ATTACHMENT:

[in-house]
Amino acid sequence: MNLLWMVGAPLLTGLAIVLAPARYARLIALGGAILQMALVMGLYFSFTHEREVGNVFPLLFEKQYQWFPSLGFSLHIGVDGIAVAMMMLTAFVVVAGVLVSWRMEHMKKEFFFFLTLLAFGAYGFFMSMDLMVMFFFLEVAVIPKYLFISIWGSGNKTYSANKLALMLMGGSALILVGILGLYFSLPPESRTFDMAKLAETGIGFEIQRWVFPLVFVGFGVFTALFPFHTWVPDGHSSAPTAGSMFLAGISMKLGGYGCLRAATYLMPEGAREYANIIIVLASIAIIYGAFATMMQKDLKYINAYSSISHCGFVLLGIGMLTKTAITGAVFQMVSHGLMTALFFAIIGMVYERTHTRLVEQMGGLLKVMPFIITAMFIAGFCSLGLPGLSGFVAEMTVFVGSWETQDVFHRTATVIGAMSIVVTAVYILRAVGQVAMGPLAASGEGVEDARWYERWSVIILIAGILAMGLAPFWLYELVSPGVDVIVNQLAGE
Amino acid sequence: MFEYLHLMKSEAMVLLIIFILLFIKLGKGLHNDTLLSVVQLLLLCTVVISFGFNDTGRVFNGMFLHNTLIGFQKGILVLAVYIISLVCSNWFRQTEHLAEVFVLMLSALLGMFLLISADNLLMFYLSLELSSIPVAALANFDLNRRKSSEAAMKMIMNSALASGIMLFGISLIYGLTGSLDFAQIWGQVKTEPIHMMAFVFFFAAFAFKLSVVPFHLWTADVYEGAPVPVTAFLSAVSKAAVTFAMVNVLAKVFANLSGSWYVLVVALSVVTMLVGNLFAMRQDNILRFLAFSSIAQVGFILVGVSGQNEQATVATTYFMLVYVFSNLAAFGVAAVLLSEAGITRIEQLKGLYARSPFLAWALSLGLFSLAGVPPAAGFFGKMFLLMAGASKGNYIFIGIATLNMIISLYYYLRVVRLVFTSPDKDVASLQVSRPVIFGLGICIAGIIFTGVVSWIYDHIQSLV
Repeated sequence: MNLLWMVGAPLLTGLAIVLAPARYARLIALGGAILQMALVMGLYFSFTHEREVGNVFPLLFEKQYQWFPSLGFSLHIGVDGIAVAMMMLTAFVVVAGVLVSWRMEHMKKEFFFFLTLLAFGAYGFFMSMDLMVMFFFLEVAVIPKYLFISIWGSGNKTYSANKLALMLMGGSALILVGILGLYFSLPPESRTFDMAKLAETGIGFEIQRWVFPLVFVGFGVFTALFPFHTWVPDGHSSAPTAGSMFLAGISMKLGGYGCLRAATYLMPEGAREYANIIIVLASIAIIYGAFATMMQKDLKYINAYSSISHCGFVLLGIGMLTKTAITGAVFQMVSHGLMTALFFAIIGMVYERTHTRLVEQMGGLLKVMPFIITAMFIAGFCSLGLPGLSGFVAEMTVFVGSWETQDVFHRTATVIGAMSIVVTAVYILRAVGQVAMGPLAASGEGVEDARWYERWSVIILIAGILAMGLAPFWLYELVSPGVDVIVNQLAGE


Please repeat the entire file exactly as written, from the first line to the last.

[in-house]
Amino acid sequence: MNLLWMVGAPLLTGLAIVLAPARYARLIALGGAILQMALVMGLYFSFTHEREVGNVFPLLFEKQYQWFPSLGFSLHIGVDGIAVAMMMLTAFVVVAGVLVSWRMEHMKKEFFFFLTLLAFGAYGFFMSMDLMVMFFFLEVAVIPKYLFISIWGSGNKTYSANKLALMLMGGSALILVGILGLYFSLPPESRTFDMAKLAETGIGFEIQRWVFPLVFVGFGVFTALFPFHTWVPDGHSSAPTAGSMFLAGISMKLGGYGCLRAATYLMPEGAREYANIIIVLASIAIIYGAFATMMQKDLKYINAYSSISHCGFVLLGIGMLTKTAITGAVFQMVSHGLMTALFFAIIGMVYERTHTRLVEQMGGLLKVMPFIITAMFIAGFCSLGLPGLSGFVAEMTVFVGSWETQDVFHRTATVIGAMSIVVTAVYILRAVGQVAMGPLAASGEGVEDARWYERWSVIILIAGILAMGLAPFWLYELVSPGVDVIVNQLAGE
Amino acid sequence: MFEYLHLMKSEAMVLLIIFILLFIKLGKGLHNDTLLSVVQLLLLCTVVISFGFNDTGRVFNGMFLHNTLIGFQKGILVLAVYIISLVCSNWFRQTEHLAEVFVLMLSALLGMFLLISADNLLMFYLSLELSSIPVAALANFDLNRRKSSEAAMKMIMNSALASGIMLFGISLIYGLTGSLDFAQIWGQVKTEPIHMMAFVFFFAAFAFKLSVVPFHLWTADVYEGAPVPVTAFLSAVSKAAVTFAMVNVLAKVFANLSGSWYVLVVALSVVTMLVGNLFAMRQDNILRFLAFSSIAQVGFILVGVSGQNEQATVATTYFMLVYVFSNLAAFGVAAVLLSEAGITRIEQLKGLYARSPFLAWALSLGLFSLAGVPPAAGFFGKMFLLMAGASKGNYIFIGIATLNMIISLYYYLRVVRLVFTSPDKDVASLQVSRPVIFGLGICIAGIIFTGVVSWIYDHIQSLV
Repeated sequence: MNLLWMVGAPLLTGLAIVLAPARYARLIALGGAILQMALVMGLYFSFTHEREVGNVFPLLFEKQYQWFPSLGFSLHIGVDGIAVAMMMLTAFVVVAGVLVSWRMEHMKKEFFFFLTLLAFGAYGFFMSMDLMVMFFFLEVAVIPKYLFISIWGSGNKTYSANKLALMLMGGSALILVGILGLYFSLPPESRTFDMAKLAETGIGFEIQRWVFPLVFVGFGVFTALFPFHTWVPDGHSSAPTAGSMFLAGISMKLGGYGCLRAATYLMPEGAREYANIIIVLASIAIIYGAFATMMQKDLKYINAYSSISHCGFVLLGIGMLTKTAITGAVFQMVSHGLMTALFFAIIGMVYERTHTRLVEQMGGLLKVMPFIITAMFIAGFCSLGLPGLSGFVAEMTVFVGSWETQDVFHRTATVIGAMSIVVTAVYILRAVGQVAMGPLAASGEGVEDARWYERWSVIILIAGILAMGLAPFWLYELVSPGVDVIVNQLAGE